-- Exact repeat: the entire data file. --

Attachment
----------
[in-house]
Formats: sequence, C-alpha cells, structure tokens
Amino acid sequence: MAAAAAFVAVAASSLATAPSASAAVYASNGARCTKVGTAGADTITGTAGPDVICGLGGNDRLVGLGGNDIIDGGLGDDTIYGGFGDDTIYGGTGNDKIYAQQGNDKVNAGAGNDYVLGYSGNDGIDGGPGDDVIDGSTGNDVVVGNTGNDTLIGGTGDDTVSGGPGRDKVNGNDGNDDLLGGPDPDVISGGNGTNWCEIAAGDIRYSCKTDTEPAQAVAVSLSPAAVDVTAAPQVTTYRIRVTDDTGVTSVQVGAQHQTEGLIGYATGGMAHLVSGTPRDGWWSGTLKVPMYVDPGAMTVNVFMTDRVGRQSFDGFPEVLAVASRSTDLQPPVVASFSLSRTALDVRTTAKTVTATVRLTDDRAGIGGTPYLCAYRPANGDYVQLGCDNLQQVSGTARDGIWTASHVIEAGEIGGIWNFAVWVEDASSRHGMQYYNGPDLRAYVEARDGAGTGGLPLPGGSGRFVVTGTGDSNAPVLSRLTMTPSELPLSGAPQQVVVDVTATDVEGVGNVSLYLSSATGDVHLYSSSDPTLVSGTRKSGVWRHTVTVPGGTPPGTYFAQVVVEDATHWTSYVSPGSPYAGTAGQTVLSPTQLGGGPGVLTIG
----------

[in-house]
Formats: sequence, C-alpha cells, structure tokens
Amino acid sequence: MAAAAAFVAVAASSLATAPSASAAVYASNGARCTKVGTAGADTITGTAGPDVICGLGGNDRLVGLGGNDIIDGGLGDDTIYGGFGDDTIYGGTGNDKIYAQQGNDKVNAGAGNDYVLGYSGNDGIDGGPGDDVIDGSTGNDVVVGNTGNDTLIGGTGDDTVSGGPGRDKVNGNDGNDDLLGGPDPDVISGGNGTNWCEIAAGDIRYSCKTDTEPAQAVAVSLSPAAVDVTAAPQVTTYRIRVTDDTGVTSVQVGAQHQTEGLIGYATGGMAHLVSGTPRDGWWSGTLKVPMYVDPGAMTVNVFMTDRVGRQSFDGFPEVLAVASRSTDLQPPVVASFSLSRTALDVRTTAKTVTATVRLTDDRAGIGGTPYLCAYRPANGDYVQLGCDNLQQVSGTARDGIWTASHVIEAGEIGGIWNFAVWVEDASSRHGMQYYNGPDLRAYVEARDGAGTGGLPLPGGSGRFVVTGTGDSNAPVLSRLTMTPSELPLSGAPQQVVVDVTATDVEGVGNVSLYLSSATGDVHLYSSSDPTLVSGTRKSGVWRHTVTVPGGTPPGTYFAQVVVEDATHWTSYVSPGSPYAGTAGQTVLSPTQLGGGPGVLTIG